Try Our Apps


Avoid these words. Seriously.


[pin-bawl] /ˈpɪnˌbɔl/
any of various games played on a sloping, glass-topped table presenting a field of colorful, knoblike target pins and rails, the object usually being to shoot a ball, driven by a spring, up a side passage and cause it to roll back down against these projections and through channels, which electrically flash or ring and record the score.
Origin of pinball
An Americanism dating back to 1880-85; pin + ball1 Unabridged
Based on the Random House Dictionary, © Random House, Inc. 2018.
Cite This Source
Examples from the Web for pin-ball
Historical Examples
  • He read a newspaper and fed a dollar and a half into a pin-ball machine.

    Ghost Beyond the Gate Mildred A. Wirt
  • It was as natural for her to want to flirt with every man she saw, as for a kitten to scamper after a pin-ball.

    The Pearl of Orr's Island Harriet Beecher Stowe
  • The little lady watches every motion as comically as a kitten watches a pin-ball.

  • Aunt Louise made a nice little dressing-case of bronze kid, lined with silk, and Grace made a pretty pen-wiper and pin-ball.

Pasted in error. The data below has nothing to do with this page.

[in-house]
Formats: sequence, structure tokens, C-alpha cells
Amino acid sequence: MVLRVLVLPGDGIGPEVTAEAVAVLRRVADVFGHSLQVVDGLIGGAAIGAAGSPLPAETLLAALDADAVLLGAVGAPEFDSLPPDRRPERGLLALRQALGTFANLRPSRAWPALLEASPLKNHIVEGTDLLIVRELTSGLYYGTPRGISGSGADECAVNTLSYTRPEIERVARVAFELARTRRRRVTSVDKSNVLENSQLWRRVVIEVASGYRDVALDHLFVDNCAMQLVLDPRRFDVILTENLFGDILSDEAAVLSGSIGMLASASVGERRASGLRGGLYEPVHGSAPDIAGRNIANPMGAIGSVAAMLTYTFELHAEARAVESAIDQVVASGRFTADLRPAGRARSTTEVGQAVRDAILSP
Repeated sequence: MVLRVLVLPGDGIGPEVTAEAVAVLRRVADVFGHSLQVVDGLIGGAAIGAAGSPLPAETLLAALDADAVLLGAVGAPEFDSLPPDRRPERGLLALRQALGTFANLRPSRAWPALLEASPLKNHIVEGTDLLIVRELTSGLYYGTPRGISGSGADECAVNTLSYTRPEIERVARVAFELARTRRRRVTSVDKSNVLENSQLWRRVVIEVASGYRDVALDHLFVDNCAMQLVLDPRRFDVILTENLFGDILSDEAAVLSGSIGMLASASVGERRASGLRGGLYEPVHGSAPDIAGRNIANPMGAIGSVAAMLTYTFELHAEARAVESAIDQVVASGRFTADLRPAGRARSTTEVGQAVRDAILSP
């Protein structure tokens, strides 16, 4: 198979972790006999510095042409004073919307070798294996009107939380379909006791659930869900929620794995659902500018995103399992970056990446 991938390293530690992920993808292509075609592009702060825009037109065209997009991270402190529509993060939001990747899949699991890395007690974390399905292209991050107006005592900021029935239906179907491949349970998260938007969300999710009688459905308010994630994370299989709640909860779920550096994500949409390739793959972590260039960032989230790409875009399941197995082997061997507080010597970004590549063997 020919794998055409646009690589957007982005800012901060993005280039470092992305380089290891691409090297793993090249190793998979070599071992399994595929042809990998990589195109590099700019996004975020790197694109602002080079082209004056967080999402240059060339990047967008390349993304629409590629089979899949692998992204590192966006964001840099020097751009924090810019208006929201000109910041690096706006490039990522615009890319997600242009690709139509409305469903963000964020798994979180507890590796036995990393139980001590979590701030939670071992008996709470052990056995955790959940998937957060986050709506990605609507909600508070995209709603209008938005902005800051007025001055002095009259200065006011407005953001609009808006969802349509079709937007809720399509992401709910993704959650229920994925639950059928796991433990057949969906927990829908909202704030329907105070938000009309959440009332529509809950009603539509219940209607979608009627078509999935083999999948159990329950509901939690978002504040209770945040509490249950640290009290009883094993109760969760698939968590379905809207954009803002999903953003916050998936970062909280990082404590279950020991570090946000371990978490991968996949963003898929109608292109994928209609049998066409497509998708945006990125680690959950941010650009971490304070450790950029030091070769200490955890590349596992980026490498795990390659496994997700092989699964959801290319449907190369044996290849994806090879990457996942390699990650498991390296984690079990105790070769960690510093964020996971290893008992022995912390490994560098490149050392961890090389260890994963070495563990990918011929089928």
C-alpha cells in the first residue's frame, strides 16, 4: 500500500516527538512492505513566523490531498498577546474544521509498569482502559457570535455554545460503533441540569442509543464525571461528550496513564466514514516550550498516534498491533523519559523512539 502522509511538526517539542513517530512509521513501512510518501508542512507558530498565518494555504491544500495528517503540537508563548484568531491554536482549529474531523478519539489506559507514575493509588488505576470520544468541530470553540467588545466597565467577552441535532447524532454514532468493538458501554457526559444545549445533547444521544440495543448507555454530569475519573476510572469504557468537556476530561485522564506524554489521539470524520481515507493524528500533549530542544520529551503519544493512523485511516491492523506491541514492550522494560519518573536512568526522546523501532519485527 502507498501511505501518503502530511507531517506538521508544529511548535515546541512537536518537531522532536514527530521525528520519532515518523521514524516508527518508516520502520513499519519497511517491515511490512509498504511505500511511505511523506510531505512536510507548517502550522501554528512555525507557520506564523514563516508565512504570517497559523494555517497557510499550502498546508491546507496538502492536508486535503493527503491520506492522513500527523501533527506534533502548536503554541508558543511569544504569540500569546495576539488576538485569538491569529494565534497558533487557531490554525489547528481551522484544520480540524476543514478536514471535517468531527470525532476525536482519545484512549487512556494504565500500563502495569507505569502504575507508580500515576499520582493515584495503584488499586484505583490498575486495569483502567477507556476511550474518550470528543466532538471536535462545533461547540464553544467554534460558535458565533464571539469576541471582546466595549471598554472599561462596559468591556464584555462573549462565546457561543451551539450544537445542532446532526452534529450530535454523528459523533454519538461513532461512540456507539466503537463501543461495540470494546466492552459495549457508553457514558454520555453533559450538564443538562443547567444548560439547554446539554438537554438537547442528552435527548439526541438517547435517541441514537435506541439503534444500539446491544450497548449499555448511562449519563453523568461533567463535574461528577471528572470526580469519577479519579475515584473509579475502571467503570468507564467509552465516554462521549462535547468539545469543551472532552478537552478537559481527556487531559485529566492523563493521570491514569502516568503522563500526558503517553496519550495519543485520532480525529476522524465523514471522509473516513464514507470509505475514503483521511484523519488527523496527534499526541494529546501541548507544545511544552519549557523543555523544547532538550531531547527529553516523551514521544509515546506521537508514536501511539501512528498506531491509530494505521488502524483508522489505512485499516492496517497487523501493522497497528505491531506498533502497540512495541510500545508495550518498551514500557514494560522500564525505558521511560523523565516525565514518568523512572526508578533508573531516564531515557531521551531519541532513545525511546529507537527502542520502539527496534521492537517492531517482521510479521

Captain Horace Sophie May
British Dictionary definitions for pin-ball


  1. a game in which the player shoots a small ball through several hazards on a table, electrically operated machine, etc
  2. (as modifier): a pinball machine
Collins English Dictionary - Complete & Unabridged 2012 Digital Edition
© William Collins Sons & Co. Ltd. 1979, 1986 © HarperCollins
Publishers 1998, 2000, 2003, 2005, 2006, 2007, 2009, 2012
Cite This Source
Word Origin and History for pin-ball

as a type of game, 1907, from pin (n.) + ball (n.1). Originally of types of open-air bowling and basketball variation where the goal was to knock down a pin or pins. Earlier still it meant "pin-cushion." The tabletop pin-ball machine is attested from 1937.



also pin-ball, game played on a sloping surface, 1911, from pin (n.) + ball (n.1). Earlier it meant "a pincushion" (1803).

Online Etymology Dictionary, © 2010 Douglas Harper
Cite This Source
Slang definitions & phrases for pin-ball



To move about erratically: Robin Williams' comedy routines pinball from one manic impression to another

[1980s+; fr the game of pinball, found by 1911, in which a spring-propelled ball bounces about among obstacles]

The Dictionary of American Slang, Fourth Edition by Barbara Ann Kipfer, PhD. and Robert L. Chapman, Ph.D.
Copyright (C) 2007 by HarperCollins Publishers.
Cite This Source

Word of the Day

Nearby words for pin-ball

Word Value for pin

Scrabble Words With Friends